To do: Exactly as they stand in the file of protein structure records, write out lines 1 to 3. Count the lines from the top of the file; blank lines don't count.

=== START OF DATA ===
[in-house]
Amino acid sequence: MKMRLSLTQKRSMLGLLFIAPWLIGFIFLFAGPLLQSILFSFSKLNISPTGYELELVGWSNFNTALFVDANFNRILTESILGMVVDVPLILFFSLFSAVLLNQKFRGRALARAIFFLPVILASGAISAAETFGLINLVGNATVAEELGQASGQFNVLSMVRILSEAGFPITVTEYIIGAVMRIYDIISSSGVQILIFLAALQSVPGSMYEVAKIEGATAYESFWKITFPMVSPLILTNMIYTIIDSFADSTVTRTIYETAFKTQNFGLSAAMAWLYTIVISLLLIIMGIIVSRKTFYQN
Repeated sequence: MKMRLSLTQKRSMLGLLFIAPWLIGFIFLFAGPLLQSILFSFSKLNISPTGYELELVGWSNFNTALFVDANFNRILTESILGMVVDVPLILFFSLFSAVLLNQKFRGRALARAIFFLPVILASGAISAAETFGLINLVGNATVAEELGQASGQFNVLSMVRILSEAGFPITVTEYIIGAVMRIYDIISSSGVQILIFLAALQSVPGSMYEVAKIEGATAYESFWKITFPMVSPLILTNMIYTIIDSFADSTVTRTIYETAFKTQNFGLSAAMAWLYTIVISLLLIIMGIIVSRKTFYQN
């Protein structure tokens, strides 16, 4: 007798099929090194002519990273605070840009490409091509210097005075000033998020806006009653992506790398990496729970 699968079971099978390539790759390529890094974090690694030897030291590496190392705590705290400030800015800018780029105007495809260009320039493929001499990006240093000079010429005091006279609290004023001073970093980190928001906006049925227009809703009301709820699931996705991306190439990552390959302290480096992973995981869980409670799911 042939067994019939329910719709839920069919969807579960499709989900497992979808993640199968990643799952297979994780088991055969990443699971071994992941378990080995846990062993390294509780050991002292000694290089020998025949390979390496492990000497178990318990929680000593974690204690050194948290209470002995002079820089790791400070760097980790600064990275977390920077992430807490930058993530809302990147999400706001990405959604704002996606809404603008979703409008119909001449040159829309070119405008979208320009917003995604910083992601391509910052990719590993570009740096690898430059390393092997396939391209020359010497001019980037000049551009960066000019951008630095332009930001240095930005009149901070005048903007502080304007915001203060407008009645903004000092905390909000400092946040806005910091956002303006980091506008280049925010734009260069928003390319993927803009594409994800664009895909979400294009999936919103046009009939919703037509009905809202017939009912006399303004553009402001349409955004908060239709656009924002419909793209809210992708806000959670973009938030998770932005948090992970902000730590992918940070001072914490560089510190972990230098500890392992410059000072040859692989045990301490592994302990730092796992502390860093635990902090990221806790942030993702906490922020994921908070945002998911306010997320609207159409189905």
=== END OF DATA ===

[in-house]
Amino acid sequence: MKMRLSLTQKRSMLGLLFIAPWLIGFIFLFAGPLLQSILFSFSKLNISPTGYELELVGWSNFNTALFVDANFNRILTESILGMVVDVPLILFFSLFSAVLLNQKFRGRALARAIFFLPVILASGAISAAETFGLINLVGNATVAEELGQASGQFNVLSMVRILSEAGFPITVTEYIIGAVMRIYDIISSSGVQILIFLAALQSVPGSMYEVAKIEGATAYESFWKITFPMVSPLILTNMIYTIIDSFADSTVTRTIYETAFKTQNFGLSAAMAWLYTIVISLLLIIMGIIVSRKTFYQN
Repeated sequence: MKMRLSLTQKRSMLGLLFIAPWLIGFIFLFAGPLLQSILFSFSKLNISPTGYELELVGWSNFNTALFVDANFNRILTESILGMVVDVPLILFFSLFSAVLLNQKFRGRALARAIFFLPVILASGAISAAETFGLINLVGNATVAEELGQASGQFNVLSMVRILSEAGFPITVTEYIIGAVMRIYDIISSSGVQILIFLAALQSVPGSMYEVAKIEGATAYESFWKITFPMVSPLILTNMIYTIIDSFADSTVTRTIYETAFKTQNFGLSAAMAWLYTIVISLLLIIMGIIVSRKTFYQN